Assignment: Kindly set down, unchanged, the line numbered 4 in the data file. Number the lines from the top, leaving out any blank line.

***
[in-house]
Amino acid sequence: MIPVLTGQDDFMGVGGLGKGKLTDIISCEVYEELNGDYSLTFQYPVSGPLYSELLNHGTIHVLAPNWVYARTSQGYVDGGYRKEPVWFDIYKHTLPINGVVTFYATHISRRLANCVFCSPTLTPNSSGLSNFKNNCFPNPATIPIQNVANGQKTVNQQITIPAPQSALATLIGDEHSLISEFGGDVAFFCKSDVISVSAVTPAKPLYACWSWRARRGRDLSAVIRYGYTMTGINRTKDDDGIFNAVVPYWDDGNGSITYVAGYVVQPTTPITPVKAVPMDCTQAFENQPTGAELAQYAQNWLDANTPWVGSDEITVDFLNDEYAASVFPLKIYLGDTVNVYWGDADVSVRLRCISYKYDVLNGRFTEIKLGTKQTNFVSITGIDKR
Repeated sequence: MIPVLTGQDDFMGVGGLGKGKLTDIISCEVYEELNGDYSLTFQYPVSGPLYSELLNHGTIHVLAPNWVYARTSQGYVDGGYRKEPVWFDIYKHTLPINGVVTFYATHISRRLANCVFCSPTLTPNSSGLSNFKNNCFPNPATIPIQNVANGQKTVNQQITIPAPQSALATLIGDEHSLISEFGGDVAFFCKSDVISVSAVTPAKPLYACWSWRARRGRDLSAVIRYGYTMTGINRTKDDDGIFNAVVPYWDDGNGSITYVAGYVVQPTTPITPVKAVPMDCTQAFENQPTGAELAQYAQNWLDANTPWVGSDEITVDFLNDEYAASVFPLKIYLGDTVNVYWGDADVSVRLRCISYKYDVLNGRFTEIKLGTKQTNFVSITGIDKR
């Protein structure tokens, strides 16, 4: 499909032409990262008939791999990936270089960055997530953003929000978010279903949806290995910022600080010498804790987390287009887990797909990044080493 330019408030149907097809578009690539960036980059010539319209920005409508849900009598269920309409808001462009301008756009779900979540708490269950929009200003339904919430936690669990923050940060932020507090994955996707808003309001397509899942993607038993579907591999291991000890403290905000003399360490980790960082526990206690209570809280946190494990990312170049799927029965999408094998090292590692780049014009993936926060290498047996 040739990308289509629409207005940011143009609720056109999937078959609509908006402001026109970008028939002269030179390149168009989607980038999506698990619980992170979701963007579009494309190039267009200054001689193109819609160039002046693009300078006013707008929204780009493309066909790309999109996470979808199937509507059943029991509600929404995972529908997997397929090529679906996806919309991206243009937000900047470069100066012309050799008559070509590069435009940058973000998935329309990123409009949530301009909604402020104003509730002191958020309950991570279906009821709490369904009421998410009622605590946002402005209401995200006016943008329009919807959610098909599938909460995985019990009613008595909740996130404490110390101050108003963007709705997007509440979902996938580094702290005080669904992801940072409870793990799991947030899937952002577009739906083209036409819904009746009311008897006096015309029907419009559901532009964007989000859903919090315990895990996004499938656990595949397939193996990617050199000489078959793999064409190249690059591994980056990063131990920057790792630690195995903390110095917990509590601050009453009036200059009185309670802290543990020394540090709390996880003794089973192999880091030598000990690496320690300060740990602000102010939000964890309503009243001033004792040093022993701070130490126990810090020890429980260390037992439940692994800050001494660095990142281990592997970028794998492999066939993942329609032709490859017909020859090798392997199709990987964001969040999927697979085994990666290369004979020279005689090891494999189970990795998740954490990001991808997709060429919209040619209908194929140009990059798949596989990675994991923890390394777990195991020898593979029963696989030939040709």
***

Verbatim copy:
């Protein structure tokens, strides 16, 4: 499909032409990262008939791999990936270089960055997530953003929000978010279903949806290995910022600080010498804790987390287009887990797909990044080493 330019408030149907097809578009690539960036980059010539319209920005409508849900009598269920309409808001462009301008756009779900979540708490269950929009200003339904919430936690669990923050940060932020507090994955996707808003309001397509899942993607038993579907591999291991000890403290905000003399360490980790960082526990206690209570809280946190494990990312170049799927029965999408094998090292590692780049014009993936926060290498047996 040739990308289509629409207005940011143009609720056109999937078959609509908006402001026109970008028939002269030179390149168009989607980038999506698990619980992170979701963007579009494309190039267009200054001689193109819609160039002046693009300078006013707008929204780009493309066909790309999109996470979808199937509507059943029991509600929404995972529908997997397929090529679906996806919309991206243009937000900047470069100066012309050799008559070509590069435009940058973000998935329309990123409009949530301009909604402020104003509730002191958020309950991570279906009821709490369904009421998410009622605590946002402005209401995200006016943008329009919807959610098909599938909460995985019990009613008595909740996130404490110390101050108003963007709705997007509440979902996938580094702290005080669904992801940072409870793990799991947030899937952002577009739906083209036409819904009746009311008897006096015309029907419009559901532009964007989000859903919090315990895990996004499938656990595949397939193996990617050199000489078959793999064409190249690059591994980056990063131990920057790792630690195995903390110095917990509590601050009453009036200059009185309670802290543990020394540090709390996880003794089973192999880091030598000990690496320690300060740990602000102010939000964890309503009243001033004792040093022993701070130490126990810090020890429980260390037992439940692994800050001494660095990142281990592997970028794998492999066939993942329609032709490859017909020859090798392997199709990987964001969040999927697979085994990666290369004979020279005689090891494999189970990795998740954490990001991808997709060429919209040619209908194929140009990059798949596989990675994991923890390394777990195991020898593979029963696989030939040709």